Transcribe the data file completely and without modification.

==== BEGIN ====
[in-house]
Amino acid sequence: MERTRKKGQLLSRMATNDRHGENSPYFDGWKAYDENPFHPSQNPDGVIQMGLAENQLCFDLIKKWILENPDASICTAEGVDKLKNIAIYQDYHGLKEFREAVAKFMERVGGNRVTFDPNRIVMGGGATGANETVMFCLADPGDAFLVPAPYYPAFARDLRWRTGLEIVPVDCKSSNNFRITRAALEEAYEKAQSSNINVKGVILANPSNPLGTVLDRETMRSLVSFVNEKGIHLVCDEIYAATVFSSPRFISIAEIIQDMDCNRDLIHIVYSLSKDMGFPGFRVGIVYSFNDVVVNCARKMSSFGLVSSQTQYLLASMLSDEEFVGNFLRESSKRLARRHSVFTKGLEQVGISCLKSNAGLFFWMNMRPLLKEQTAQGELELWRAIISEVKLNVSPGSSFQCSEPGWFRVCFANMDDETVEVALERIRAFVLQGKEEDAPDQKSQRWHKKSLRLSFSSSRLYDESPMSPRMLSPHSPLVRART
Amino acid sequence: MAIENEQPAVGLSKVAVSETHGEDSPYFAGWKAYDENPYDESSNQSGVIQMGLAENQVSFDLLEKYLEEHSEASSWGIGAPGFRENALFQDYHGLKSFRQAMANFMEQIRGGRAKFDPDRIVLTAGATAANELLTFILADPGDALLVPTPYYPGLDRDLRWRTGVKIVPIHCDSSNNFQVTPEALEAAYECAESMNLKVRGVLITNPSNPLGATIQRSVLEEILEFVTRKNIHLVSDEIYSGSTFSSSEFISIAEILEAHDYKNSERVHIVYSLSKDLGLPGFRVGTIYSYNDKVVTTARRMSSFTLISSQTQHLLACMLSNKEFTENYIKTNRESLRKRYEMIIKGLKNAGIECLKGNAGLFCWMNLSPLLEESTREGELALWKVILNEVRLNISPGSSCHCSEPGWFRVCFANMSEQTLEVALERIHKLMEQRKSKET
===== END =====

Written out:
[in-house]
Amino acid sequence: MERTRKKGQLLSRMATNDRHGENSPYFDGWKAYDENPFHPSQNPDGVIQMGLAENQLCFDLIKKWILENPDASICTAEGVDKLKNIAIYQDYHGLKEFREAVAKFMERVGGNRVTFDPNRIVMGGGATGANETVMFCLADPGDAFLVPAPYYPAFARDLRWRTGLEIVPVDCKSSNNFRITRAALEEAYEKAQSSNINVKGVILANPSNPLGTVLDRETMRSLVSFVNEKGIHLVCDEIYAATVFSSPRFISIAEIIQDMDCNRDLIHIVYSLSKDMGFPGFRVGIVYSFNDVVVNCARKMSSFGLVSSQTQYLLASMLSDEEFVGNFLRESSKRLARRHSVFTKGLEQVGISCLKSNAGLFFWMNMRPLLKEQTAQGELELWRAIISEVKLNVSPGSSFQCSEPGWFRVCFANMDDETVEVALERIRAFVLQGKEEDAPDQKSQRWHKKSLRLSFSSSRLYDESPMSPRMLSPHSPLVRART
Amino acid sequence: MAIENEQPAVGLSKVAVSETHGEDSPYFAGWKAYDENPYDESSNQSGVIQMGLAENQVSFDLLEKYLEEHSEASSWGIGAPGFRENALFQDYHGLKSFRQAMANFMEQIRGGRAKFDPDRIVLTAGATAANELLTFILADPGDALLVPTPYYPGLDRDLRWRTGVKIVPIHCDSSNNFQVTPEALEAAYECAESMNLKVRGVLITNPSNPLGATIQRSVLEEILEFVTRKNIHLVSDEIYSGSTFSSSEFISIAEILEAHDYKNSERVHIVYSLSKDLGLPGFRVGTIYSYNDKVVTTARRMSSFTLISSQTQHLLACMLSNKEFTENYIKTNRESLRKRYEMIIKGLKNAGIECLKGNAGLFCWMNLSPLLEESTREGELALWKVILNEVRLNISPGSSCHCSEPGWFRVCFANMSEQTLEVALERIHKLMEQRKSKET